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Continued: 2009 interview: Vince Flynn, a man of intrigue

Vince Flynn may live on a quiet suburban street, but in his mind, Washington is under attack and he's cooking up ways to quash Al-Qaida. As a bestselling writer of political thrillers, the St. Paul-raised Flynn has racked up a notable list of fans, including Rush Limbaugh, Bill O'Reilly and former President George W. Bush. "Pursuit of Honor" is Flynn's 10th novel featuring CIA agent and terrorist smiter Mitch Rapp.

Q What fresh hell awaits Rapp this time?

A A lot of people in Washington, including CIA counterterrorism agents, are killed after a bombing. Mitch is disenchanted because things seem like they're right back where we were after 9/11, and a member of his team begins to crack. Mitch is asked to capture those responsible however he needs to, without the president knowing how. The idea came from a buddy of mine who was in the Marine Corps, then had a high-level job at Langley for years. He said the toll being taken on the CIA is huge; these people have been working nonstop since 9/11, seven days a week, and now they're under fire over extreme measures -- I prefer that term to torture -- they've had to take to protect the country.

Q Who would be your ideal to portray Mitch on screen?

A Gerard Butler. He's a tough guy and he can open movies, but he's not so known that he'd be playing himself.

Q You spent some alone time with President Bush at the White House. What did you talk about?

A On two separate occasions, I got to spend an hour or so with him. We talked about the war, where things were headed. He also wanted to know where I was getting my information for my books.

Q Your first big source at the CIA, covert-operative supervisor Rob Richer, retired. Do you still have some connections there?

A Yes. I was at a dinner Karl Rove was also at, and I heard that after I left the table, he said he thought I must have been involved in something myself, based on what's in my books.

Q Explain your position on Islam.

A My main issue is with the ultra-radical strain that believes it is above all other sects and that it's OK to kill people, including other Muslims who don't follow their exact beliefs. These are the men who have spread Al-Qaida around the planet. People say terrorism is about poverty, but if it was all economics, we'd have Mexican terrorists blowing up America. Islam is a religion in dire need of reformation. There is no equality between the sexes. This is a boys' club that doesn't want to change. Britney Spears scares them more than George Bush ever did.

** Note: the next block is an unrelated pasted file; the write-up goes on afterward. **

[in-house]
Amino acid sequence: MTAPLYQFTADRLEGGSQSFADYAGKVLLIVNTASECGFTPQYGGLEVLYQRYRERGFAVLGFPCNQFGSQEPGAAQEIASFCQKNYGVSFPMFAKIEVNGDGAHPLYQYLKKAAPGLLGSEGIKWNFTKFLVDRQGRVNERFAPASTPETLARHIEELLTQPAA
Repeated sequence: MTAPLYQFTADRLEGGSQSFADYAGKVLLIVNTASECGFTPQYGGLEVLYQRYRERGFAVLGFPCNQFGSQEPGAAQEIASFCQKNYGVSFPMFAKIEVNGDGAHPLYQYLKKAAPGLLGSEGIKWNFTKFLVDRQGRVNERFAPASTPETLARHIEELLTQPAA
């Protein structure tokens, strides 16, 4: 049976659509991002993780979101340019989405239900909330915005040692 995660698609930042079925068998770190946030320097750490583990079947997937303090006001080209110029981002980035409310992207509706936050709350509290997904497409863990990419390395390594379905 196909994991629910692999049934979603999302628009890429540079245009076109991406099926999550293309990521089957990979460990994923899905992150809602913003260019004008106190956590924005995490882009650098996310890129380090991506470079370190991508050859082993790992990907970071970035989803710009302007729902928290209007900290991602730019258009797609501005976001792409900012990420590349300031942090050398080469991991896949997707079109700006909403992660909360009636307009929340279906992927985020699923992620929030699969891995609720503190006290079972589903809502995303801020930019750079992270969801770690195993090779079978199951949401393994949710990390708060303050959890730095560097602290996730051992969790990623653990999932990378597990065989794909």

Q With all the time you spend thinking about terrorists, is it hard to raise your three kids to be curious, yet cautious?

A No. They don't need to know everything I know yet. Don't trust people who drive vans with no windows, that's what I tell them.

Q Do you feel safe yourself?

A The Iranian government and other elements in the Middle East have denounced me. But I'm way down the list. They're coming after guys like Glenn Beck way before me.

Q Which real-life politicians do you like?

A I'm a big believer in Gov. [Tim] Pawlenty. He's a real person. I like Amy Klobuchar because she's nice, honest and pragmatic, and doesn't have a massive ego. We don't agree across the board, but we're always better off with more good people in Washington.

Kristin Tillotson • 612-673-7046

  • VINCE FLYNN APPEARANCES

    Wed.: 7 p.m., Barnes & Noble, 2100 N. Snelling Av., Roseville.

    Thu.: 7 p.m., Once Upon a Crime, 604 W. 25th St., Mpls.

    Oct. 22: 7 p.m., Borders, 8472 Tamarack Way, Woodbury.

    Oct. 24: Noon, Costco, 5801 W. 16th St., St. Louis Park.

    Nov. 2: 7 p.m., Barnes & Noble, 3225 W. 69th St., Edina.

    Nov. 14: Noon, Sam's Club, 9925 Hudson Road, Woodbury.

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